Many of us have spent a lot of this weekend trying to make sense of madness. We now live in a world that includes the reality that a night at the movies can explode in gunfire, just as we learned last summer that a morning at the supermarket could. As the list of places that explode grows, so does our sense that there must be something we can do together to make us safer. At the same time, we must also understand that we (as a country) have an incomplete understanding of mental illness and an inability to figure out what to do about assault weapons. Some part of what happened in Colorado is beyond explanation. Some part is a consequence of our failure to recognize and treat illness, on the one hand, and to regulate the distribution of assault weaponry, on the other. The time is now to face these twin demons before another shopping center or movie theater explodes in bloodshed.
In some respects, recognizing and confronting mental illness is as tough a challenge as we can possibly face. Such illness is, in most cases, invisible. A mentally ill person can appear normal, can hold down a job, and can deceive even people he or she knows well. And, unlike a person with pneumonia, a mentally ill person faces stigmatization if he or she seeks treatment. Families have trouble understanding and dealing with such disease as do employers and friends. As a consequence, people who know they are not well do not seek treatment and, as their illness goes untreated, they sink deeper into madness. That descent is as surely a disease as an untreated infection and we, together, need to learn to recognize such illness and to urge people who need help to get it.
The day of the shootings, Mayor Michael Bloomberg of New York City, called on President Obama and Governor Romney to take a stand on gun control measures. Both men declined the invitation, instead urging people to pull together rather than risking a divisive political conversation. Now that some time has passed, I think Mayor Bloomberg was right to speak out immediately. Just as we had to pull together as a community to understand the horror that visited us in Colorado, we have to pull together as a community to make sure it does not happen again. Mayor Bloomberg’s call to think about guns is one of the more important ways we might act to protect ourselves against similar evil in the future.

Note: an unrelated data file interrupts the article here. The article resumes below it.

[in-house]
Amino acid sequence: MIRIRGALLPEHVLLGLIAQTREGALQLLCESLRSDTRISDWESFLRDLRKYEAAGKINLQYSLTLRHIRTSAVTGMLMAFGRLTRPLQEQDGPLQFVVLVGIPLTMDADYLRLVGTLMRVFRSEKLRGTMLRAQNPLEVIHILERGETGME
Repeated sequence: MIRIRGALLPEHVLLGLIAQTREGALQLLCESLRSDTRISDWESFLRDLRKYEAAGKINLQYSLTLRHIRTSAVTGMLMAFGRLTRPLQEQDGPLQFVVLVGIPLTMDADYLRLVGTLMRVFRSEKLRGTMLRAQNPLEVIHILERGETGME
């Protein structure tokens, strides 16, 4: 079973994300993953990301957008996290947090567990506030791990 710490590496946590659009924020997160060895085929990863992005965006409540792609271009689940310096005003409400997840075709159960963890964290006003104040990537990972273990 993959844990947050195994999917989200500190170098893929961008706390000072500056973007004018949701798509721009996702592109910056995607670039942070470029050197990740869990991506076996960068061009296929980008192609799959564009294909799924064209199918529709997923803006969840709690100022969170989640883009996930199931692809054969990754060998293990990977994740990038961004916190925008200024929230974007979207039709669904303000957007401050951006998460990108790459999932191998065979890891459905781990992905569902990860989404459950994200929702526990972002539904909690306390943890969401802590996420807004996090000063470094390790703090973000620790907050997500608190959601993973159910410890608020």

As the news plays out over the next few days, I am willing to predict two things with confidence. One, the number of people who had reason to suspect that the killer was not well will continue to grow. Two, the number of politicians willing to call for renewed efforts to ban assault weapons will not. I think the next phase of our community response to this tragedy should tackle both of these predictable pieces of news. Let’s invest in better public education about mental health issues and appropriate responses — encouraging one another to push people who are ill to seek and obtain the help they need. And, let’s decide that the Second Amendment can abide laws that make it impossible to buy weapons designed to inflict mass casualties. No one needs a weapon like that to protect their home, and we can protect all of our homes by changing the laws about those weapons.
There is no way to erase the losses so many suffered in last week’s tragedies. We can, however, learn from what happened. As we mourn the dead and take note of all the promise contained in the lives lost, we can also make them this promise — we are paying attention and we will endeavor to learn from what happened last week.
1/28/13 — I have posted this as the Congress starts to address an assault weapons ban and other changes to our gun laws. As we all know too well, Aurora did not lead to change. Instead, it took the horror of Newtown to wake our leaders up. Let’s please work to make sure that real change happens now.